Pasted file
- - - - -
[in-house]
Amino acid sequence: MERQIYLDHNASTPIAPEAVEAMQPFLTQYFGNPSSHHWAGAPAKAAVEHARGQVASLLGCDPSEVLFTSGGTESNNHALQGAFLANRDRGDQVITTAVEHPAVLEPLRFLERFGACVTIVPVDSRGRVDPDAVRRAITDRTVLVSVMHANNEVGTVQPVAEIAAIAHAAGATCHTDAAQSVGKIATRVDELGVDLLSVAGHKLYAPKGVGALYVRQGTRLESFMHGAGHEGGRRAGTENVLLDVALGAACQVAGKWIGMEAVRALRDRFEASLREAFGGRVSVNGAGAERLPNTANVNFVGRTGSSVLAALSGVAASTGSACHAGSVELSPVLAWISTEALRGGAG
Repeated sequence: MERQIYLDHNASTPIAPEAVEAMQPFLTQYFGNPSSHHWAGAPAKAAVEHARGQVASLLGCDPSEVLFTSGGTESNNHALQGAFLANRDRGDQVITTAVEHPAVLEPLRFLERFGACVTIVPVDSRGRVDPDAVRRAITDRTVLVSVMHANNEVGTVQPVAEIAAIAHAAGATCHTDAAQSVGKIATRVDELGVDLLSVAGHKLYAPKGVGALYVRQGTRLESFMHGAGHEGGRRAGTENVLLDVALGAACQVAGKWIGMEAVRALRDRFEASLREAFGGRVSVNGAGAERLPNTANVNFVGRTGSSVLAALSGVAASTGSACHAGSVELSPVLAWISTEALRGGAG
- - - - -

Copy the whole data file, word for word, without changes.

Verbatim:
[in-house]
Amino acid sequence: MERQIYLDHNASTPIAPEAVEAMQPFLTQYFGNPSSHHWAGAPAKAAVEHARGQVASLLGCDPSEVLFTSGGTESNNHALQGAFLANRDRGDQVITTAVEHPAVLEPLRFLERFGACVTIVPVDSRGRVDPDAVRRAITDRTVLVSVMHANNEVGTVQPVAEIAAIAHAAGATCHTDAAQSVGKIATRVDELGVDLLSVAGHKLYAPKGVGALYVRQGTRLESFMHGAGHEGGRRAGTENVLLDVALGAACQVAGKWIGMEAVRALRDRFEASLREAFGGRVSVNGAGAERLPNTANVNFVGRTGSSVLAALSGVAASTGSACHAGSVELSPVLAWISTEALRGGAG
Repeated sequence: MERQIYLDHNASTPIAPEAVEAMQPFLTQYFGNPSSHHWAGAPAKAAVEHARGQVASLLGCDPSEVLFTSGGTESNNHALQGAFLANRDRGDQVITTAVEHPAVLEPLRFLERFGACVTIVPVDSRGRVDPDAVRRAITDRTVLVSVMHANNEVGTVQPVAEIAAIAHAAGATCHTDAAQSVGKIATRVDELGVDLLSVAGHKLYAPKGVGALYVRQGTRLESFMHGAGHEGGRRAGTENVLLDVALGAACQVAGKWIGMEAVRALRDRFEASLREAFGGRVSVNGAGAERLPNTANVNFVGRTGSSVLAALSGVAASTGSACHAGSVELSPVLAWISTEALRGGAG